THE PROGRESSIVE REVIEW, 1996 - The Constitution does not directly address the question of what should happen in the midst of a major national catastrophe. But neither does it give the slightest support to notions of turning matters over to non-elected civilian or military officials with plenary powers. The best guide is to be found in Amendment Ten which states that the powers of the federal government are those delegated to it by the states and the people. The states and the people have not delegated the power of martial law. Thus in a true crisis (such as a nuclear attack) the answer seems quite plain: the country would be run as a loose confederation of fifty states until a legitimate federal government could be re-established. In the interim, the highest officials in the land would be the governors.


PARAMETERS, JOURNAL OF THE ARMY WAR COLLEGE, 1997 - The unprecedented destruction of the Alfred P. Murrah Federal Office Building in Oklahoma City, Oklahoma, on 19 April 1995, raised another important legal issue affecting disaster relief operations. As one might imagine, all the resources of local, state, and federal government agencies were mobilized to deal with this shocking act of domestic terrorism. FEMA served as the primary focal point of relief operations, and Army assets were provided under the terms of the Stafford Act. FEMA officials were on the scene within hours of the explosion, and specialized rescue teams followed closely. The entire reaction has been categorized as a masterful melding of state and federal resources. However, the internal FEMA report underscores a natural tension between the rescue effort and the FBI which may be increasingly important in the future. The FBI, as part of the Department of Justice, determined that the entire area was a crime scene for the purposes of apprehending and successfully prosecuting the perpetrators of the bombing. The rescue effort's only goal was recovering survivors or their remains. This natural conflict must be resolved in order to facilitate the nation's response to the increasing threat of similar incidents.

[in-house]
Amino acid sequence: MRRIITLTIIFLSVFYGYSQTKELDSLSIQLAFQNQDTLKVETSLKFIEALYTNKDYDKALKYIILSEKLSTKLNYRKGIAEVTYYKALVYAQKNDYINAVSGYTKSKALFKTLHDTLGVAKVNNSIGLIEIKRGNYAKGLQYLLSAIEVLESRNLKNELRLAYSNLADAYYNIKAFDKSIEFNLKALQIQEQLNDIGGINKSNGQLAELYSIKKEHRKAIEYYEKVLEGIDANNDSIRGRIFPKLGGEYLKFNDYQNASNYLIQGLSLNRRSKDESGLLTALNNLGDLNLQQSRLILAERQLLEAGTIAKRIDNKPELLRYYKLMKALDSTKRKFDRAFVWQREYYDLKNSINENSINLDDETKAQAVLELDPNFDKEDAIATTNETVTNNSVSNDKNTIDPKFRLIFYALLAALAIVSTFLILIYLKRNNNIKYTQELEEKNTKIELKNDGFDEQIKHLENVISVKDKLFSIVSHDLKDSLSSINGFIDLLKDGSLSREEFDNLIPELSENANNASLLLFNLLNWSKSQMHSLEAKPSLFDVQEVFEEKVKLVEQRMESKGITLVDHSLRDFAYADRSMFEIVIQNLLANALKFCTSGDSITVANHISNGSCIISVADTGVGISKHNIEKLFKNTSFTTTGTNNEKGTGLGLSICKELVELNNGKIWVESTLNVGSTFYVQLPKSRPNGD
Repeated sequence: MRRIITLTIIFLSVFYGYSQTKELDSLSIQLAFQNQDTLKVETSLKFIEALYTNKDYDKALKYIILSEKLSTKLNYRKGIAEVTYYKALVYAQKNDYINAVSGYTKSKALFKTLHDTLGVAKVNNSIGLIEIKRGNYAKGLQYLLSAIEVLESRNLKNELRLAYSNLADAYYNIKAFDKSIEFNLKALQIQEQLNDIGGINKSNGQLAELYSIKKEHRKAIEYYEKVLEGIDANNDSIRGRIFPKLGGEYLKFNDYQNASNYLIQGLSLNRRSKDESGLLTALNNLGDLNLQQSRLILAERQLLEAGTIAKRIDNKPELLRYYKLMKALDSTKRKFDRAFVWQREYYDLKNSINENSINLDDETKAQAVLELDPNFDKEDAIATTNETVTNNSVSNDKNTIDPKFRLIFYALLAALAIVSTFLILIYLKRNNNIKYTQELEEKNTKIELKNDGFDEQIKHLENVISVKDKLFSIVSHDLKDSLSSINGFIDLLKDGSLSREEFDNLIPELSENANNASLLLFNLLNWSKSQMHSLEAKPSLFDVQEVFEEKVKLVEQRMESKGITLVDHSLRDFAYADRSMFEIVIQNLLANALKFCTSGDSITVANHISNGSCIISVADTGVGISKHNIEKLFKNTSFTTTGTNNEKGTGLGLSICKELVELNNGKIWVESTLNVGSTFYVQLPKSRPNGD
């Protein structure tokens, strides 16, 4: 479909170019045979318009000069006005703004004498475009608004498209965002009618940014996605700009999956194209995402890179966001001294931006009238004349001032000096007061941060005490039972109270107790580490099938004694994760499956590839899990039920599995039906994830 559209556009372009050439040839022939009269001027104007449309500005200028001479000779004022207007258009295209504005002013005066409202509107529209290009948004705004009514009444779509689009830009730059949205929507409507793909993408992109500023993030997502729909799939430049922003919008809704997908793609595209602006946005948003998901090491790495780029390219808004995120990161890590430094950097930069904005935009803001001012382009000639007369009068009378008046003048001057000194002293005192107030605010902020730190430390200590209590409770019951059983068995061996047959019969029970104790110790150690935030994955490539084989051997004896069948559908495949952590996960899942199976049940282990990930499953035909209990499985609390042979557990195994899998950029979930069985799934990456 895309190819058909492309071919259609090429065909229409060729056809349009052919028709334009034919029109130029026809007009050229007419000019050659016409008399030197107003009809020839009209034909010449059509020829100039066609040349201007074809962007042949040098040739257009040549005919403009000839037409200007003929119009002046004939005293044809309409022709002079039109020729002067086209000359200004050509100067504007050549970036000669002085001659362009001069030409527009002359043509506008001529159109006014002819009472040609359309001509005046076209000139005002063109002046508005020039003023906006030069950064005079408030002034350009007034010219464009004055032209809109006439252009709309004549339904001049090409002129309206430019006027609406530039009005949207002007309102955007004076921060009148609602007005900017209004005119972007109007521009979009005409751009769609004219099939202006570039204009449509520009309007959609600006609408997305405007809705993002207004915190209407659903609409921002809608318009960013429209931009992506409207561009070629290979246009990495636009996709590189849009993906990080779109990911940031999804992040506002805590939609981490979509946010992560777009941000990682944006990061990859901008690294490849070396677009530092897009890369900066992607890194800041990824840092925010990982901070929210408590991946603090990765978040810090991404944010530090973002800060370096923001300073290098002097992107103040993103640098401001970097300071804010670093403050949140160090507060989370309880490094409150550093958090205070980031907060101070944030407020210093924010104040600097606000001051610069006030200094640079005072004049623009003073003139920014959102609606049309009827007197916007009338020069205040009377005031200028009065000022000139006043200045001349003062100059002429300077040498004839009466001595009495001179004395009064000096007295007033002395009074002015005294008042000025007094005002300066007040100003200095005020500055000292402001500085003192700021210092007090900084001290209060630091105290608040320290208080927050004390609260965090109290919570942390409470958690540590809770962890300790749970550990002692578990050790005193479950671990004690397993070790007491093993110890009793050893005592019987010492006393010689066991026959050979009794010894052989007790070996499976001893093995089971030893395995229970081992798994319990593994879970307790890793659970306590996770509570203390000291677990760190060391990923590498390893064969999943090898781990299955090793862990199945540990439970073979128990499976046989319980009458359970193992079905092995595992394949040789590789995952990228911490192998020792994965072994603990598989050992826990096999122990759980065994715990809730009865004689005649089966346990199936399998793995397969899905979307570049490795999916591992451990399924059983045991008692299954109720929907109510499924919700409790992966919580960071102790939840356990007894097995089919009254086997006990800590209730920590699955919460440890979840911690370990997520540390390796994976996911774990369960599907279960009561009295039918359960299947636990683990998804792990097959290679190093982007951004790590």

Strategic leaders can take solace in the lessons learned from military participation in domestic disaster relief, for the record indicates that legal niceties or strict construction of prohibited conduct will be a minor concern. The exigencies of the situation seem to overcome legal proscriptions arguably applicable to our soldiers' conduct. Pragmatism appears to prevail when American soldiers help their fellow citizens. . .

Finally, leaders can take heart from the fact that the training and experience of today's soldiers allow them to make the right decisions in situations fraught with career and personal implications. . . .

Civilian and military leaders need to expect an increase in domestic deployments of US military forces. They need to recognize that each instance of use is accompanied by new and possibly unprecedented challenges. America's leaders should recognize that the relationship between America's Army and the American people is strong but may be compromised. Public confidence in the military can best be maintained by strict adherence to the legal underpinnings governing domestic operations of the armed forces. Applying the lessons learned from the early 1990s will maintain the excellent relationship between the people and the military well into the next century.